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The Jews of Pinsk, 1506 to 1880

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The Jews of Pinsk, 1506 to 1880

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The Jews of Pinsk, 1506 to 1880
By Mordechai Nadav
Edited by Mark Jay Mirsky and Moshe Rosman
Translated by Moshe Rosman and Faigie Tropper
Stanford Studies in Jewish History and Culture
Stanford University Press, Stanford: 2008
ISBN 10: 0-8047-4159-X
ISBN 13: 978-0-8047-4159-0

Reviewed by Boris Segel - March 9, 2009

Written by Mordechai Nadav, a leading scholar of Eastern European Jewry, The Jews of Pinsk, 1506 to 1880 was originally published in Hebrew in 1973 as Toledot Kehillat Pinsk-Karlin: 1506-1880. Since then it has stood as one of the most significant works on Russian Jewry. Moshe Rosman's and Faigie Tropper's masterful translation of this invaluable resource into English has made this momentous work available to a new cadre of historians and scholars. The Jews of Pinsk, 1506 to 1880 is the first part of a two-volume study on the Jews of Pinks, and by extension, a study on Pinsk history, in general.

For more than four-hundred years, Pinsk, located in modern day Belarus, was home to a vibrant and diverse Jewish community which was extinguished during the dark days of the Holocaust. This history of the Jewish Pinsk grew out of Pinsk: A Book of Testimony and Memory for the Community of Pinsk-Karlin. This was one of the many sifrei zikaron (Yizkor or memorial books) that were compiled after the Holocaust to commemorate those murdered and to provide an account of the numerous communities that were destroyed or irrevocably altered. From this modest beginning has grown an academically rigorous, yet eminently readable history of the Jews of Pinsk. The second volume in this study, picks up where the first volume ends, covering the period from 1881-1941, and was written by Azriel Shohet and entitled The History of the Pinsk Community 1881-1941.

The Jews of Pinsk, 1506 to 1880 is more than just a communal 'memory' book. This book details the original of the Jewish community in Pinsk and its various manifestations as the community fell under the rule of various countries and rulers including the Poles, Russians, Lithuanians, and Swedes. Most important, this book chronicles the growth of the community and what daily life was like for the Jews of Pinsk during this period. Communal organizations, including educational, medical, and legal institutions are discussed in detail, as is the religious and cultural diversity of the community. This book also chronicles the relationship that the Jews of Pinsk had with their non-Jewish neighbors and the ruling authorities.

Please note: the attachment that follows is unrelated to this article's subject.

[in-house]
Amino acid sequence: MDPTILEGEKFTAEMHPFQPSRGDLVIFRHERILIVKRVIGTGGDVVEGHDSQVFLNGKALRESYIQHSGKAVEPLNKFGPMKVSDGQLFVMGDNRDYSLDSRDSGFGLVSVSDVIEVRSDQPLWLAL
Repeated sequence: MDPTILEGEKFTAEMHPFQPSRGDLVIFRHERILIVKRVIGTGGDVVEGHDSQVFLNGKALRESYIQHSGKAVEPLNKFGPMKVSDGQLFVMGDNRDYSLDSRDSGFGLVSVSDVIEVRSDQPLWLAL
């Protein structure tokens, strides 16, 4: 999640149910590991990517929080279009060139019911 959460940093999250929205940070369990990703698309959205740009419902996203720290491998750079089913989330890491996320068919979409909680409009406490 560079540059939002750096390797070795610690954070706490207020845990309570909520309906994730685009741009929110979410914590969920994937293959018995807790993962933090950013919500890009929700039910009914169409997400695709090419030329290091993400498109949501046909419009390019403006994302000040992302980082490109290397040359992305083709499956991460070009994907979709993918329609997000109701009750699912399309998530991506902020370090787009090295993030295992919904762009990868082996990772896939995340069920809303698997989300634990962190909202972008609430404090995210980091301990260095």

Pinsk was home to both traditional Jewish families, as well as Hasidic ones. It boasted some of the finest Yeshivahs in Eastern Europe and was the birthplace of the Jewish Labor movement. Like many Jewish communities in Eastern Europe, the Jews of Pinsk were subjected to pogroms and other forms of persecutions, and there were periods of relative peace and prosperity. Through it all, and despite their differences, the Jews of Pinsk maintained a sense of solidarity and purpose, traits which are manifested throughout this book!

The Jews of Pinsk, 1506 to 1880, contains a wealth of information within its 600 plus pages, information which is arranged into six chronologically organized chapters. In addition, extensive endnotes and a bibliography round-out this exceptional book. The Jews of Pinsk, 1506 to 1880 is an authoritative and detailed account of a small city that at one point had a Jewish majority! This book will prove invaluable to scholars interested in Eastern European and Jewish history, as well as general readers with an inquisitive mind or with a personal connection to this microcosm of Eastern European Jewry during this tumultuous and challenging period of history.


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